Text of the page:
How To Stay Away From Common Winter Health Problems
Your health is important all year long, but some health issues are more prevalent during the colder months. Follow these suggestions to avoid the most common winter ailments.
Colds and flu
According to the National Institutes of Health, dry winter air allows the flu virus to survive and transmit more easily. Be sure to get a flu shot to improve your chances of avoiding severe symptoms. The single best way to avoid getting sick is frequent hand washing. You’ve heard it many times before but wash your hands for at least 20 seconds and rinse with lots of water to make sure germs go down the drain. Between washings, avoid touching your eyes, nose, mouth and face.
Cracked, dry skin is one of the most common winter complaints. Skin is your body’s largest organ, and it needs protection from the dryer, colder air of winter. Drink plenty of water and apply skin cream generously. The best time to moisturize is after bathing while your skin is still damp. Keep lotion by the sink to remind you to moisturize your hands after you wash them during the day. When you go outside, cover exposed skin with gloves, hat and scarf, and limit the time you spend outside on windy, extremely cold days.
According to the American Heart Association, the number of heart attacks increases during the winter months. As temperatures decline, the heart needs to work harder to pump blood to your body. Add on physical exertion like shoveling snow or scraping car windows and the heart endures even more strain. The danger is higher for those who aren’t usually physically active or for people with an existing heart condition. When working or exercising in cold weather, be sure to take frequent breaks and get help if you experience chest pain, nausea or dizziness.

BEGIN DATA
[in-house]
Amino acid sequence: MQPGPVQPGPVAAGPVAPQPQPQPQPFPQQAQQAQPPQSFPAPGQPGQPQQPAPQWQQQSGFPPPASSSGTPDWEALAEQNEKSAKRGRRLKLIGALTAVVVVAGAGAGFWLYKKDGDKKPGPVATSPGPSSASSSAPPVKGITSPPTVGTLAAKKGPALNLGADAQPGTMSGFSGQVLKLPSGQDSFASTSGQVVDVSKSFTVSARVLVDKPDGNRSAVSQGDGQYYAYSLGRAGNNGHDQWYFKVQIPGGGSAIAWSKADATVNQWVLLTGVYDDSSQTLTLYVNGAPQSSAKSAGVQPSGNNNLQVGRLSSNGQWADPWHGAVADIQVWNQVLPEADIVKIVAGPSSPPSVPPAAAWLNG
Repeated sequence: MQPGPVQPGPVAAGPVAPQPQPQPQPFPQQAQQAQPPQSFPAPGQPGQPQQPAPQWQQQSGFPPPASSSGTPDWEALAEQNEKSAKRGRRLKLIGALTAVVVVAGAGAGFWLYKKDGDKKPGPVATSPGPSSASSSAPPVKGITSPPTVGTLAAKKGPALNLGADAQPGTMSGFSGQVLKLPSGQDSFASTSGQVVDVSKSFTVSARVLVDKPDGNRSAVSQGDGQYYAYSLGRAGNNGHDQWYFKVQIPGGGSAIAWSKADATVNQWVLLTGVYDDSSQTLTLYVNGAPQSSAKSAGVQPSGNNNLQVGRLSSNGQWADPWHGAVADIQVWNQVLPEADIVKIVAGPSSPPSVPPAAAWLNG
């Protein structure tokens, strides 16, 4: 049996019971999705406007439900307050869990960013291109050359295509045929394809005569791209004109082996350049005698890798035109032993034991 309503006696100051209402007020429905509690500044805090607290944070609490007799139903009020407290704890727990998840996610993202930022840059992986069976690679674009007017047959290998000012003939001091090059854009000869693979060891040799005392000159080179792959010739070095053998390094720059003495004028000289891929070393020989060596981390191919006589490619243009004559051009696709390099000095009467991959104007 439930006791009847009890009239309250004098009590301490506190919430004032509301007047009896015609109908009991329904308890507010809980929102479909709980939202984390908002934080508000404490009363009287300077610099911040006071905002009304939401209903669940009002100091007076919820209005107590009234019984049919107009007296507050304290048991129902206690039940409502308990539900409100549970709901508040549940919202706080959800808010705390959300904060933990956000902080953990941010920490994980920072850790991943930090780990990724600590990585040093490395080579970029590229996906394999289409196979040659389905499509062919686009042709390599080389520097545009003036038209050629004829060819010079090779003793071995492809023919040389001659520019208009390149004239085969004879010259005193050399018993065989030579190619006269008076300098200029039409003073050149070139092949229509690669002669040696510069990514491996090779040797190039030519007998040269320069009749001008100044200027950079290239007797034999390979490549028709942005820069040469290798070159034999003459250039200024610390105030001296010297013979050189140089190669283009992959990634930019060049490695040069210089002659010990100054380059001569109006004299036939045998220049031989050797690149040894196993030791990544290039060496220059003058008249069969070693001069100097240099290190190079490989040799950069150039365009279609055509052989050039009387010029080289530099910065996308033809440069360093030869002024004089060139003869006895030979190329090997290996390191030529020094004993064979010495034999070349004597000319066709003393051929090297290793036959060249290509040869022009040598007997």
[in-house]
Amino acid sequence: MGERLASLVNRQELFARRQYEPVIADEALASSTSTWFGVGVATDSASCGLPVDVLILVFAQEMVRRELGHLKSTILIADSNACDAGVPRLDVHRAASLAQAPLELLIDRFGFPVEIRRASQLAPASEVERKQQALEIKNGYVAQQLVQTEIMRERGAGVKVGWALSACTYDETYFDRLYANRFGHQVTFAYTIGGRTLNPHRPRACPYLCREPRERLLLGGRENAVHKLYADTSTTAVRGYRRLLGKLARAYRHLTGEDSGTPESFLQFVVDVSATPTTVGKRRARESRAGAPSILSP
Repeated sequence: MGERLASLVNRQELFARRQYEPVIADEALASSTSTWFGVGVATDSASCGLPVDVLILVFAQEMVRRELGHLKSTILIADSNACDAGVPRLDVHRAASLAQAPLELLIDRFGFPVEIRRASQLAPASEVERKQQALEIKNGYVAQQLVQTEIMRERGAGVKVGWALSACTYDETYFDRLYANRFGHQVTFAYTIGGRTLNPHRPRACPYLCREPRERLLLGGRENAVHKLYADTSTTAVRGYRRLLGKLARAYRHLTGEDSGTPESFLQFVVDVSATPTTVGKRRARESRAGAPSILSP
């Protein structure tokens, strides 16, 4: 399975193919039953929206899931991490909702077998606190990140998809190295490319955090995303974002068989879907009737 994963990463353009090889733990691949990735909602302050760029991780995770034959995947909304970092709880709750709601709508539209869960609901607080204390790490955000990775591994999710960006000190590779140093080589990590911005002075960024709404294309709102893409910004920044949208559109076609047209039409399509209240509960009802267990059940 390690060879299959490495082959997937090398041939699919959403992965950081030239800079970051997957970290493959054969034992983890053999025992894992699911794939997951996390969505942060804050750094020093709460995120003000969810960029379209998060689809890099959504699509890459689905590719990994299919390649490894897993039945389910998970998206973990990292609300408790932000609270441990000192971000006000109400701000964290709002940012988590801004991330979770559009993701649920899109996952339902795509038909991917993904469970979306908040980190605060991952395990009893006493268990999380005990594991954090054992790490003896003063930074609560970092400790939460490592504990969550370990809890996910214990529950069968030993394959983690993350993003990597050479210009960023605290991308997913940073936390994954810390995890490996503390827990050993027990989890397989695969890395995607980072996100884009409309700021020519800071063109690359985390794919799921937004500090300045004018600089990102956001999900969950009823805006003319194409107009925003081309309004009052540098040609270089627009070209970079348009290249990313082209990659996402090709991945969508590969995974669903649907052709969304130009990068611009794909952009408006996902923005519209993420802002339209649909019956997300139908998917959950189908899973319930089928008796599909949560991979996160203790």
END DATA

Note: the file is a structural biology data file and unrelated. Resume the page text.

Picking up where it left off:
Low Vitamin D
Daylight hours are shorter in winter, so we have less opportunity to get the Vitamin D we need from the sun. Vitamin D is critical to maintaining healthy bones, so boost your intake of Vitamin D by adding more fish and fortified dairy products to your diet. You may need to consider adding a supplement to your daily routine. Your doctor can recommend an appropriate dosage for you.
The combination of shorter, darker days and fewer outdoor activities can lead just about anyone to feel out of sorts and sluggish. The change of seasons can also wreak havoc with your sleep patterns and your regular exercise routine. To beat the winter blues, make an effort to get natural sunlight during the day and get in touch with friends often to boost your mood. Adjust your schedule to get the sleep you need. A small percentage of people (4-6%) experience a more severe and long-lasting type of winter depression called Seasonal Affective Disorder (SAD). Contact us if you are concerned about feelings of depression. Our A Woman’s View team will talk to you about your needs and schedule an appointment with a professional from The Counseling Group or Kintegra Health, right in our office.